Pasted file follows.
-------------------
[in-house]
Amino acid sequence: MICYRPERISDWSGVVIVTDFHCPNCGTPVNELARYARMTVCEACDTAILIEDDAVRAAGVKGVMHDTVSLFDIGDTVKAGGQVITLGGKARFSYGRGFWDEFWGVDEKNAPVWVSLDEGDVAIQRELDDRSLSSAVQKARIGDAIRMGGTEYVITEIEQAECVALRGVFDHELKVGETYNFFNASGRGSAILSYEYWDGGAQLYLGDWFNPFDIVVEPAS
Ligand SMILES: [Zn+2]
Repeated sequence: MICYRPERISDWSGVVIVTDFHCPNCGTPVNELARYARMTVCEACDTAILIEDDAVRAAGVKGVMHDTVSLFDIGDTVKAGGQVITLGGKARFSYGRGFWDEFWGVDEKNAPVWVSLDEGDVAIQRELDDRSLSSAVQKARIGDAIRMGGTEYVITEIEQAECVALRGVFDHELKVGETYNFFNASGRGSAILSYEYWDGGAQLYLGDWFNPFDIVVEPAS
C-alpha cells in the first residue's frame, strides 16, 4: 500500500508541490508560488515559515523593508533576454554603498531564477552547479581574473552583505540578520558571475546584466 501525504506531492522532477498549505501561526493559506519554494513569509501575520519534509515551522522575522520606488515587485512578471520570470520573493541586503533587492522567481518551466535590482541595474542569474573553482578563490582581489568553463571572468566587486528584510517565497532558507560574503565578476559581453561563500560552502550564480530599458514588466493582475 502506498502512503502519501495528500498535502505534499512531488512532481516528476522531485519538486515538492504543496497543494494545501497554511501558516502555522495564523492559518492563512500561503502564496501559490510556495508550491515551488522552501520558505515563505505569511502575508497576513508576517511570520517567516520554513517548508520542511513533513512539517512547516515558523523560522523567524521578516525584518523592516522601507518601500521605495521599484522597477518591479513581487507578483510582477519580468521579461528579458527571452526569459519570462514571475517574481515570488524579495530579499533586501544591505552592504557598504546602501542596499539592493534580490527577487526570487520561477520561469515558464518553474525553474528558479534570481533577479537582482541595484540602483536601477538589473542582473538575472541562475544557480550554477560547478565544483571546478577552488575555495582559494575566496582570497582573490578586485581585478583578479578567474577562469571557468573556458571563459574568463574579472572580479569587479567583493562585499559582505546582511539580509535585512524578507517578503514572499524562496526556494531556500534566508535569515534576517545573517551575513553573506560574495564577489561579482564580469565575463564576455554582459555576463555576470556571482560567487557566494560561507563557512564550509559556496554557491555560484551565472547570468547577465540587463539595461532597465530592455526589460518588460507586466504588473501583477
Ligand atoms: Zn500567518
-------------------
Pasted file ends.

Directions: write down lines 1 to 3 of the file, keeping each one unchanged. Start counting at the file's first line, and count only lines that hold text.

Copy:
[in-house]
Amino acid sequence: MICYRPERISDWSGVVIVTDFHCPNCGTPVNELARYARMTVCEACDTAILIEDDAVRAAGVKGVMHDTVSLFDIGDTVKAGGQVITLGGKARFSYGRGFWDEFWGVDEKNAPVWVSLDEGDVAIQRELDDRSLSSAVQKARIGDAIRMGGTEYVITEIEQAECVALRGVFDHELKVGETYNFFNASGRGSAILSYEYWDGGAQLYLGDWFNPFDIVVEPAS
Ligand SMILES: [Zn+2]